We definitely see that happening in liberal mainline churches, but like I said they rejected the authority of scripture long ago.
Also you have the fact that one’s race and one’s biological sex (I would also add gender) are immutable. LGBT persons choose to be that way. There is still no evidence that suggests otherwise, and a recent study affirms this.
Also I don’t want to neglect pointing out that sexual orientation and gender identity are still NOT protected classes under the Civil Rights Act of 1964. The Obama administration by executive order has attempted to extend protections, but that language has not been codified. So I have to ask under what constitutional and legal mandate is the U.S. Civil Rights Commission pursuing the protection of LGBT rights? There is none.
Martin Castro, an Obama appointee, is the chair of the commission. In the report he made the following statement.
The phrases “religious liberty” and “religious freedom” will stand for nothing except hypocrisy so long as they remain code words for discrimination, intolerance, racism, sexism, homophobia, Islamophobia, Christian supremacy or any form of intolerance.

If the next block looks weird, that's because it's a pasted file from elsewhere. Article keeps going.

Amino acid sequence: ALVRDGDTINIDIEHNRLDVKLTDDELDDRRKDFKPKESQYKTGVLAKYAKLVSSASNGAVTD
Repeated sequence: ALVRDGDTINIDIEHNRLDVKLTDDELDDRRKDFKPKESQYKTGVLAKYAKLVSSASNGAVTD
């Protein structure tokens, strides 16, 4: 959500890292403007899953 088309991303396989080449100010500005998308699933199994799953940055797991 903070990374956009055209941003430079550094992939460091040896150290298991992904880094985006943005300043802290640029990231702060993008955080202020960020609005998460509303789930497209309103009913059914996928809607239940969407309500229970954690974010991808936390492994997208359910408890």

Religious liberty was never intended to give one religion dominion over other religions, or a veto power over the civil rights and civil liberties of others. However, today, as in the past, religion is being used as both a weapon and a shield by those seeking to deny others equality. In our nation’s past religion has been used to justify slavery and later, Jim Crow laws. We now see “religious liberty” arguments sneaking their way back into our political and constitutional discourse (just like the concept of “state rights”) in an effort to undermine the rights of some Americans. This generation of Americans must stand up and speak out to ensure that religion never again be twisted to deny others the full promise of America.
If that statement doesn’t encapsulate the radical, and frankly biased, direction of the USCCR I don’t know what will. Religious liberty isn’t about diminishing the rights of others. It’s about protecting the religious conscience for people who do not want to participate in activity that violates scripture. It isn’t about Christian supremacy. It’s about making certain a Christian’s civil rights are protected as well.
Latest posts by Shane Vander Hart (see all)
- Bob Vander Plaats: Focus on Cultural Transformation, Not Politics (Video) - November 20, 2017
- Five Principles That Iowa Legislators Should Consider for Sound Tax Policy - November 17, 2017
- The Iowa Senate GOP Needs HR Help and Transparency - November 15, 2017